Earlier this month, Forbes named Kylie Jenner the youngest self-made billionaire ever. Most people got frustrated in the semantics of “self-made”, but what caught my attention was this new era that she personifies – the
We’re in the midst of a phenomenon where anyone and everyone can design a virtual storefront and potentially sell millions of products via powerful self-serve
Although Shopify is great for the local Wisconsin store that can now reach customers as far away as Peru. The people that really benefit from Shopify are those that have spent the past decade building their influence on social media platforms. Shopify is meant for personalities like Kylie Jenner that can consistently send lots of traffic to a virtual store and sell millions of lip kits with just a few social media posts.
For Instagram Influencers, YouTubers, and other internet personalities Shopify is the first truly sustainable business model they have. It’s a revenue stream they completely control and is also on brand – unlike sponsored posts, endorsements, and advertisements.
King Bach, Brother Nature, Amanda Cerny and thousands of other Insta-famous people are all turning to Shopify – changing their status from influencer to
This reminds me a lot of what happened not too long ago with Amazon Web Services (AWS).
Thirteen years ago, AWS launched and allowed for moonshot ideas to thrive because visionaries could build their wildest platforms with the confidence that AWS would handle all the back-end computing stress – at a negligible cost compared to building the server hardware on their own.
Without AWS, you wouldn’t get companies like Uber, Airbnb, Dropbox, and ironically, even Shopify. It completely changed the paradigm for venture capital and what it meant for entrepreneurs to write a business plan, raise millions of dollars, and build an everlasting business.
In very much the same way, Shopify is changing the paradigm of commerce and giving a place for Ecommerce Entrepreneurs to thrive. Some of the savvier Ecommerce Entrepreneurs are creating DTC (direct-to-consumer) brands such as Warby Parker,
Kylie Jenner is not the first, nor will she be the last, influencer to turn their attention into money with the help of Shopify.
This is what caught my attention in technology:
The future of the DTC mall
Shopify, whose low-barrier e-commerce platform has contributed to the rise of the DTC brand boom, is now pushing into physical retail, acting as a backend bridge for online stores going offline for the first time. Born-online brands, such as M.Gemi, Mack Weldon, b8ta, Rhone, Heidi Klein, Lovepop, Stance and Dirty Lemon, are taking their first shot at physical locations in malls across America.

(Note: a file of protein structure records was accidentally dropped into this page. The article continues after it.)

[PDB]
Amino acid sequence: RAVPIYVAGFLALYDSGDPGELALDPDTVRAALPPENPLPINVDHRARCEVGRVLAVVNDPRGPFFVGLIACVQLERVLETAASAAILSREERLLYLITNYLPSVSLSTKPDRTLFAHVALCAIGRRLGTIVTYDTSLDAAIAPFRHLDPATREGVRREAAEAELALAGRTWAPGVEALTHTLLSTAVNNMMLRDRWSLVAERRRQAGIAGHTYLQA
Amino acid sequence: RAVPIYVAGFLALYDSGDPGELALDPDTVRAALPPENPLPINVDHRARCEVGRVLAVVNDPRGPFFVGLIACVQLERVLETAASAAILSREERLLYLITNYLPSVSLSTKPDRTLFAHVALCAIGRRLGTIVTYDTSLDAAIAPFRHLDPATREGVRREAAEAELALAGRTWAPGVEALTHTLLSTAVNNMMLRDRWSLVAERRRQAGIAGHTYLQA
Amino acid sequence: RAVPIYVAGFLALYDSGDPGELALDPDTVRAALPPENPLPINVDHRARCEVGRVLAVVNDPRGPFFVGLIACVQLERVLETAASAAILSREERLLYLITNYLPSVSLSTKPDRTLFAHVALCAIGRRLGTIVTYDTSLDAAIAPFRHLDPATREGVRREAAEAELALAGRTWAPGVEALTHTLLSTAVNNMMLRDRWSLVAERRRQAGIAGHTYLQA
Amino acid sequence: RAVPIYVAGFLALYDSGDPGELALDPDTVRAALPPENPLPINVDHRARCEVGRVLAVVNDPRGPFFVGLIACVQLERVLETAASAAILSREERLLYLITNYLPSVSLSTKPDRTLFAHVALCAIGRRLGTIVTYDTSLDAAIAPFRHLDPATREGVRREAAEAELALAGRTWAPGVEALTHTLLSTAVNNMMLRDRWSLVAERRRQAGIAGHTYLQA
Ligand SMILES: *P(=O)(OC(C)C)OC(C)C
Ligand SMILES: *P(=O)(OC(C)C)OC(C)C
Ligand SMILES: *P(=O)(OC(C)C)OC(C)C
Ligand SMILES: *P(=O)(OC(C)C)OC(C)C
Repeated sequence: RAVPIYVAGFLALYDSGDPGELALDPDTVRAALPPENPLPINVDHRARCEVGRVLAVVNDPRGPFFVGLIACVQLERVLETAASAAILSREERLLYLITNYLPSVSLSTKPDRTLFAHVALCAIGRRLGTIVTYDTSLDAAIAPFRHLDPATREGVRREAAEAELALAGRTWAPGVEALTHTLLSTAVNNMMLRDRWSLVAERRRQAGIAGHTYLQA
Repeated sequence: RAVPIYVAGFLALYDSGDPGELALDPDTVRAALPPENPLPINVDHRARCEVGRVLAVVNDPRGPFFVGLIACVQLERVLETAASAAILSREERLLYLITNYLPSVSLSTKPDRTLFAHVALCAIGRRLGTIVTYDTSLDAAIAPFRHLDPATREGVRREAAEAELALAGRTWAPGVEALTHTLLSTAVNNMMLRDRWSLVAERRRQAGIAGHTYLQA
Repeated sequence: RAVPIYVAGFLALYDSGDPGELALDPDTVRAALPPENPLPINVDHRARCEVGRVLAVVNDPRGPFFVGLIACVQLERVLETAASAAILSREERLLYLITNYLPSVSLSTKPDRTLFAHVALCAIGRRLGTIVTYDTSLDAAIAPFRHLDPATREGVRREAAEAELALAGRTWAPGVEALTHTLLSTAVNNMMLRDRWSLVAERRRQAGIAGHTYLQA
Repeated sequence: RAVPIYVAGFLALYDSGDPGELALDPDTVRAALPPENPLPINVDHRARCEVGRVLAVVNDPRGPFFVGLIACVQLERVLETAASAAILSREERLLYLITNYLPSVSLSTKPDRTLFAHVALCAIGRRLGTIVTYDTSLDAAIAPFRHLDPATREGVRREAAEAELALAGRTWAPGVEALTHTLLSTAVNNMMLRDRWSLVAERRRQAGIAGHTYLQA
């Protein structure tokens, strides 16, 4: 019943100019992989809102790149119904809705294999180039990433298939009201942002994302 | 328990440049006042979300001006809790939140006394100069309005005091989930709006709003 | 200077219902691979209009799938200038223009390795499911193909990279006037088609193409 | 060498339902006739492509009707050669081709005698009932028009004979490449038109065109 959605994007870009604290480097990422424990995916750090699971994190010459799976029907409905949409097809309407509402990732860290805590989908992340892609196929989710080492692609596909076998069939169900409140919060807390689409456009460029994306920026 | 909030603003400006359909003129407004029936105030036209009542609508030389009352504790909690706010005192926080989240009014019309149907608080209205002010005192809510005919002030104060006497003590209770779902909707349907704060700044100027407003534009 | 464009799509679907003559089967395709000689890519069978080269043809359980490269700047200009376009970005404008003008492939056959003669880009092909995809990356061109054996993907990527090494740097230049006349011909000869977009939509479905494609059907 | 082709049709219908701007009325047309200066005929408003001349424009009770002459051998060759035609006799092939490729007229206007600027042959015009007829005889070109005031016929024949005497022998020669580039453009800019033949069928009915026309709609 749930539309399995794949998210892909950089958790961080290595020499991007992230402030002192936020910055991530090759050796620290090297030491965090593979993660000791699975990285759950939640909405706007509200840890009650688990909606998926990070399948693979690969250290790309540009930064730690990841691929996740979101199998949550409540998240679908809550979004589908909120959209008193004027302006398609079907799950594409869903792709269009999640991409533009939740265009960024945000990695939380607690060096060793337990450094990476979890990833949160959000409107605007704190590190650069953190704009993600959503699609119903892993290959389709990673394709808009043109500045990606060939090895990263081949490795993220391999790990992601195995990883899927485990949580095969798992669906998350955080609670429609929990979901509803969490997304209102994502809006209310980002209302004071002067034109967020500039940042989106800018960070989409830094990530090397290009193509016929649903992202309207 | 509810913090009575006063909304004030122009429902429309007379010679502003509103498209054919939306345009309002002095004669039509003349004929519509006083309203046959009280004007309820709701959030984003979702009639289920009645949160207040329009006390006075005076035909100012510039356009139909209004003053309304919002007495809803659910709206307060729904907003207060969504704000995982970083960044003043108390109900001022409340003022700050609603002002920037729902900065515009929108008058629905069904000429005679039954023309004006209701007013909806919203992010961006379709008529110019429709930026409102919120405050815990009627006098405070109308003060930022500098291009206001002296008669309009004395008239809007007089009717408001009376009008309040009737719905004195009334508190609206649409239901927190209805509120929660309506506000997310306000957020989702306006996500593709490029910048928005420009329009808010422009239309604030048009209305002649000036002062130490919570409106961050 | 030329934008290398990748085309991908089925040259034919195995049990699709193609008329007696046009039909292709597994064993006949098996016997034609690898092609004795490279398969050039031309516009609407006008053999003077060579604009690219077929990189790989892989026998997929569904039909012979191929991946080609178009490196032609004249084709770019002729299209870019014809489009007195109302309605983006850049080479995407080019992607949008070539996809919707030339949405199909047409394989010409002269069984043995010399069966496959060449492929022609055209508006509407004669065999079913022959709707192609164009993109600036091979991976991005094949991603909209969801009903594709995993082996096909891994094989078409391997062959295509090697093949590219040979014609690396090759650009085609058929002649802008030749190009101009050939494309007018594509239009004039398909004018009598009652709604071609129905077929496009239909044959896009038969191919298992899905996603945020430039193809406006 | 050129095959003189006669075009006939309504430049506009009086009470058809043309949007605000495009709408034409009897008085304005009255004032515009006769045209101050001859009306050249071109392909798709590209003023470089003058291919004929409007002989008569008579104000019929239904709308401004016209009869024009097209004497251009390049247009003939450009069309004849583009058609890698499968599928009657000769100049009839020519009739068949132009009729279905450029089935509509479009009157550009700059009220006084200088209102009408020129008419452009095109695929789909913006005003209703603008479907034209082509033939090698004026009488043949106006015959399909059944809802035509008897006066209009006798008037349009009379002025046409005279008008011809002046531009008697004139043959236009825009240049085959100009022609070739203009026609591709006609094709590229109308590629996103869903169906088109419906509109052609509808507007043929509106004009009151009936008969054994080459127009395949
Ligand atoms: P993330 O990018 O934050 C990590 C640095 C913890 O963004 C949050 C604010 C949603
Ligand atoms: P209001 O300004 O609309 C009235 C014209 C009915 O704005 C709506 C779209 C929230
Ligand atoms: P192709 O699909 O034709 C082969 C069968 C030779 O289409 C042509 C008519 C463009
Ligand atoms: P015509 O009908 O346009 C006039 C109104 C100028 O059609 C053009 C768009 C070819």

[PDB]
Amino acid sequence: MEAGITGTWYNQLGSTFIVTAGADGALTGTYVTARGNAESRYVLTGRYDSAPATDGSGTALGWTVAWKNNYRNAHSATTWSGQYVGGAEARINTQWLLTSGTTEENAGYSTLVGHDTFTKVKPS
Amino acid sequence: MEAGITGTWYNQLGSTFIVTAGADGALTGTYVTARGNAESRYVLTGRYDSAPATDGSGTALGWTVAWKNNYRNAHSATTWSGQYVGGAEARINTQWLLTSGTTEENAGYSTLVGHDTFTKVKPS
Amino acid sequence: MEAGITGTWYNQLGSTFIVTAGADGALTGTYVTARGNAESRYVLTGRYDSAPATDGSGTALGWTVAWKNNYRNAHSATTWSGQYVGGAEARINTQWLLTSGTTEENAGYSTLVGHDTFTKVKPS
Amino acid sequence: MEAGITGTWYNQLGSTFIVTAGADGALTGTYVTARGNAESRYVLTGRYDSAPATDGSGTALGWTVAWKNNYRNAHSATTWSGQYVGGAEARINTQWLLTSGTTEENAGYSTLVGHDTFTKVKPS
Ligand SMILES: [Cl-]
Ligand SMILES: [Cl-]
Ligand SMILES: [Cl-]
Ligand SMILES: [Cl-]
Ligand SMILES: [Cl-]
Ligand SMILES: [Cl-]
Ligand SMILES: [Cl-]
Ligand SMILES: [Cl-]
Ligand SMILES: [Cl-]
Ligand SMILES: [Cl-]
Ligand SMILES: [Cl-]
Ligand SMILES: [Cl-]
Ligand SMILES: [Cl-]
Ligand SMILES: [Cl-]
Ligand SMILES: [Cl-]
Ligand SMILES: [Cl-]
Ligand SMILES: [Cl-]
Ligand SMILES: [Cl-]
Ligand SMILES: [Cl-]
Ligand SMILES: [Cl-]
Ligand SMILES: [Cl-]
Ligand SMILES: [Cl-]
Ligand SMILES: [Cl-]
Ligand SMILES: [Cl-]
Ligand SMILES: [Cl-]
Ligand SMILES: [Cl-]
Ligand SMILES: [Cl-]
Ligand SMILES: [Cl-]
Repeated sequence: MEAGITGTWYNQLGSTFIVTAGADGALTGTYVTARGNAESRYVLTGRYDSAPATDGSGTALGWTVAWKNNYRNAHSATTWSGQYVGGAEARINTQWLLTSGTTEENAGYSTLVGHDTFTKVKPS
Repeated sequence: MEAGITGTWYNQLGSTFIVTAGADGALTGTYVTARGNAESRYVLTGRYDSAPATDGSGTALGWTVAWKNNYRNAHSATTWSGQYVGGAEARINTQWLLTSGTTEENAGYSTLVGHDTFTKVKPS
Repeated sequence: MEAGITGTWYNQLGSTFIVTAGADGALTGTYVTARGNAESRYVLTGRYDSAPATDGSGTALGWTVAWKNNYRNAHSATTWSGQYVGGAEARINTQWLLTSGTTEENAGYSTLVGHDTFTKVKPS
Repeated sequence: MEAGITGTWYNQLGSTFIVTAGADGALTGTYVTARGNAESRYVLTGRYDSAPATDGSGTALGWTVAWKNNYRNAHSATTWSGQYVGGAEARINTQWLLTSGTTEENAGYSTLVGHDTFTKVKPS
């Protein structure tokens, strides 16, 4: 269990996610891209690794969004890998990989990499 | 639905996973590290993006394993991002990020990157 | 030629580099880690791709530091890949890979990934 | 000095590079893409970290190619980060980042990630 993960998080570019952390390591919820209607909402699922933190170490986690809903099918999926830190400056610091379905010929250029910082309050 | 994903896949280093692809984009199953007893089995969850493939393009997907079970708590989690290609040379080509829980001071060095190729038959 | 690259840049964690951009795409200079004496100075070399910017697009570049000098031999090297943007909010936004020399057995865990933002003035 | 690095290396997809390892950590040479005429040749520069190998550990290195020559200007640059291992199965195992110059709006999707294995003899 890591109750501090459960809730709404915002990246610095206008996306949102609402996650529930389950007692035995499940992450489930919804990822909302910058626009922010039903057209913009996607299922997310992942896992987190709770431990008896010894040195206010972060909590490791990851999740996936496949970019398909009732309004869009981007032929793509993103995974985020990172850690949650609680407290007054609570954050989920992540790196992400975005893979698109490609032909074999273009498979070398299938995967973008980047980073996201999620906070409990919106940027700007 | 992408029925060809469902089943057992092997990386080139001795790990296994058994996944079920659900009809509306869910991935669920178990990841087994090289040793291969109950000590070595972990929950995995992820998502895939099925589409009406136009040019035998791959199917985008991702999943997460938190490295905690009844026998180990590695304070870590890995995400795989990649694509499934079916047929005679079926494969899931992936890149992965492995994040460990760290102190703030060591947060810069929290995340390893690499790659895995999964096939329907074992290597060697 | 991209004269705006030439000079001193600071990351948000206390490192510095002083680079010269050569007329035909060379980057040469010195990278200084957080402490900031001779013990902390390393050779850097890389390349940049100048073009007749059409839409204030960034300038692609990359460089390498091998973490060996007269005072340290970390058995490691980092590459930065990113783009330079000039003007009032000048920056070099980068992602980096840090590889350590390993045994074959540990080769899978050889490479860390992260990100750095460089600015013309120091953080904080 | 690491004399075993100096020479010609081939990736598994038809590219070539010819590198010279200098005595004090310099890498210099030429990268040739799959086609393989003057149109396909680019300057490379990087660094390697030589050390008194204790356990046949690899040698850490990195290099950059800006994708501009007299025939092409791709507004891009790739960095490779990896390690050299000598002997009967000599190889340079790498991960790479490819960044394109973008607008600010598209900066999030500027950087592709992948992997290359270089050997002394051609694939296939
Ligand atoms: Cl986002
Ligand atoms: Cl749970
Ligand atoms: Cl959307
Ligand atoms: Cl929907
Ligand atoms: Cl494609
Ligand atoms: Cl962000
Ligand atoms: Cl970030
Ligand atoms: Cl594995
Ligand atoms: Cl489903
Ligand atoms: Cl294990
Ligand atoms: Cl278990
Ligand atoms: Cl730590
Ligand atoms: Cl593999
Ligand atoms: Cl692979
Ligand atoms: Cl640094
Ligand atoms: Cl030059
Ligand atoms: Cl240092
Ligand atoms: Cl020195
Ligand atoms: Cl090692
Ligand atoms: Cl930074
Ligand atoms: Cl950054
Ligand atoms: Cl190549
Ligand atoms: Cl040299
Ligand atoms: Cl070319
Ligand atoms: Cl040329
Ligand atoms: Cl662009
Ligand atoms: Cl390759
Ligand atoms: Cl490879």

How Amazon thrives on our impatience as consumers
19 years ago, Amazon introduced shoppers to an entirely new way of online shopping known as 1-click ordering. By saving a customer’s payment method and shipping preferences, Amazon empowered impulsive shoppers by allowing any item to be bought with one simple click of the mouse. Although it doesn’t seem like a very advanced idea, their swift patenting of the digital shopping method in 1999 helped create an e-commerce moat that couldn’t be beaten.
Just rent your clothes
My closet is in the cloud. After going nearly “full rental,” I’ve had little desire or need to buy new clothes in the past year. According to Rent the Runway cofounder and CEO Jennifer Hyman, this model—where we rent clothing, accessories, and soft goods that we at one point would have outright purchased—is going to change everything in the future.
Marie Kondo isn’t sparking joy for thrift stores
Since the reality TV show “Tidying Up With Marie Kondo” made its debut on Netflix in January, used-goods stores have been inundated with donations. The problem: mass quantities of dirty, worn-out clothes, ugly trinkets, and unsellable appliances. It’s burying donation centers with goods that truly, nobody wants.
Nutella tests out voice commerce with free samples via Alexa
Nutella-maker Ferrero is trying out voice commerce. The advertiser is one of the first in the U.S. to use the “send me a sample” application, which delivers a free sample-sized jar of its Nutella chocolate hazelnut spread to people who have it installed in either their Amazon or Google voice assistants. Whenever someone repeats the “send a sample” phrase followed by the name of the brand, an order is made by the app, which pulls delivery information either from the Amazon or Google account linked to the voice assistant.